Maintaining an aerobic base

Credits: Andy Porter

Today’s post is the second of two posts answering the question of how much training is necessary.

A quick recap. Last week we looked at MAF training and how to build aerobic fitness, which directly improves performance in most outdoor sports. Aerobic fitness, or your aerobic base, is your ability to move at a “slow,” sustainable pace for an extended period of time – around several hours. However, the initial question was how to maintain the minimum level of fitness necessary to go on a sudden hike into alpine territory, do a long-distance bike ride, or whatever. We can break this down into two questions:
1. What kind of aerobic base do you need to be able to go on a sudden epic mission without any preparation in the way of physical conditioning?

2. How much do you need to do to maintain this base?

How fit is fit enough?

Don’t allow poor fitness to kill your adventures. Credits: Anthony DeLorenzo

First, you will need to decide what level of fitness you need to maintain. Bear in mind that although there is a certain degree of cross-over, the principle of specificity means you become good at what you practice. If you want to be able to ride 100km of trails in a day, then you need to put the time in on a bike, not running for example (although running is a very good option for cross-training). So, do you need to be able to run a cross-country marathon with no preparation, or would a simpler 10k suffice? Note we are not talking about training for a competition. This by definition requires programming your training for peak physical performance on a specific day. Instead we are setting a baseline of fitness that we consider adequate. It should go without saying that if you need to complete a certain distance in a shorter time, you will need a higher level of fitness, so you also need to decide on the intensity as well as the volume.

So decide on the volume and intensity of the activity you want to be able maintain. This is your answer to question 1 above.
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Maintenance mode

If you stop training completely, your fitness will decrease significantly within a short period, like two to three weeks. However, it’s possible to reduce the level of your training yet sustain a given level of fitness, even over a period of several months. This is called maintenance mode. During maintenance mode, you can drop the volume of your training by 30-40% from when you were building your aerobic base, but still maintain your fitness level until you are ready to ramp it up again. In practice, this means keeping intensity (running speed, cycling power output, etc.) at your normal training level while shortening distance and/or cutting back on the number of days you train. For example, you can reduce your weekly distance by about 40% from your longest distance weeks. At the same time, if you were running five or six days a week, you could probably cut down to three days a week.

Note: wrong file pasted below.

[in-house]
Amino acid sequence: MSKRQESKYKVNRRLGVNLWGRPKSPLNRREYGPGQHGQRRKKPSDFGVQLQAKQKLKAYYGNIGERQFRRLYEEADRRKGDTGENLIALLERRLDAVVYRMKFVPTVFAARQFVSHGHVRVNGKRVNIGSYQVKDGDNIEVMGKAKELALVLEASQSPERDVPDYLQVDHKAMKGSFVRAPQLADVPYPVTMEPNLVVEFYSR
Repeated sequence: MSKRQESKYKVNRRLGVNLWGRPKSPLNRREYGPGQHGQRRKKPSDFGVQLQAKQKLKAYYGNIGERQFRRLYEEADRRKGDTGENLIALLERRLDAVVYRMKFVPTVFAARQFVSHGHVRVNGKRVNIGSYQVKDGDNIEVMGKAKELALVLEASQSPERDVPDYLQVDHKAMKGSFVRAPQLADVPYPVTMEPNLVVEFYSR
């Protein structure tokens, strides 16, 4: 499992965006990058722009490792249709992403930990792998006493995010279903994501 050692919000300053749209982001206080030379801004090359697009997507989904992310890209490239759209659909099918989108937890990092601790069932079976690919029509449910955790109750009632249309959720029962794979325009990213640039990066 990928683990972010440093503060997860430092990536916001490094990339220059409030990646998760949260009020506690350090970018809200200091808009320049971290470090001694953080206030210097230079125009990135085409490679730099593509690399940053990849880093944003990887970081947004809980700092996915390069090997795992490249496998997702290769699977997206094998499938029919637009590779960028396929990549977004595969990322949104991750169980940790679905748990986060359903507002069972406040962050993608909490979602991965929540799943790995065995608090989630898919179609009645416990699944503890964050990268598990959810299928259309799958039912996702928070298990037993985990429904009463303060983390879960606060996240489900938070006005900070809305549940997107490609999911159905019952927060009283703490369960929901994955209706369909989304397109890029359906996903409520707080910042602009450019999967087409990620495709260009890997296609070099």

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The bad news

Experienced athletes don’t have to train as much to maintain the same aerobic base. Credits: Bridger Ridge Run

Experienced athletes don’t have to train as much to maintain the same aerobic base. You might have noticed I’ve hedged a lot of what I said. That fact is, the exact details of how much you need to train to maintain a certain level will depend on your personal situation. Factors that will come into play are the usual suspects: age, stress, diet, recent injuries and medical conditions, and probably your zodiac sign or something. Another one is experience in your discipline. Someone newer to ultra-running might need maintain a volume of 80-100 km per week if they want to be able to run 60 km at any time. But someone who’s been running ultras for a decade could likely stop doing long runs for a few months entirely without losing the ability to complete an ultra at a moment’s notice. Which would annoy the hell out of everyone else.

Like, whatever man, just tell me how much to train

Ok, fine, jackass. Once you have achieved a certain level of fitness, the steps below should point you in the right direction.
1. Make sure your total weekly training volume is about 1.5 times the distance you want to maintain at the required intensity.
2. Do a workout that corresponds to about 70% of the distance at the same intensity you want to maintain every 2-3 weeks.
3. Actually do your target workout at least every three months.
This is my hedged answer to 2. above. Give it a try, adjust to your personal circumstances and see if it works for you.
Or am I completely off the mark? Let me know in the comments!

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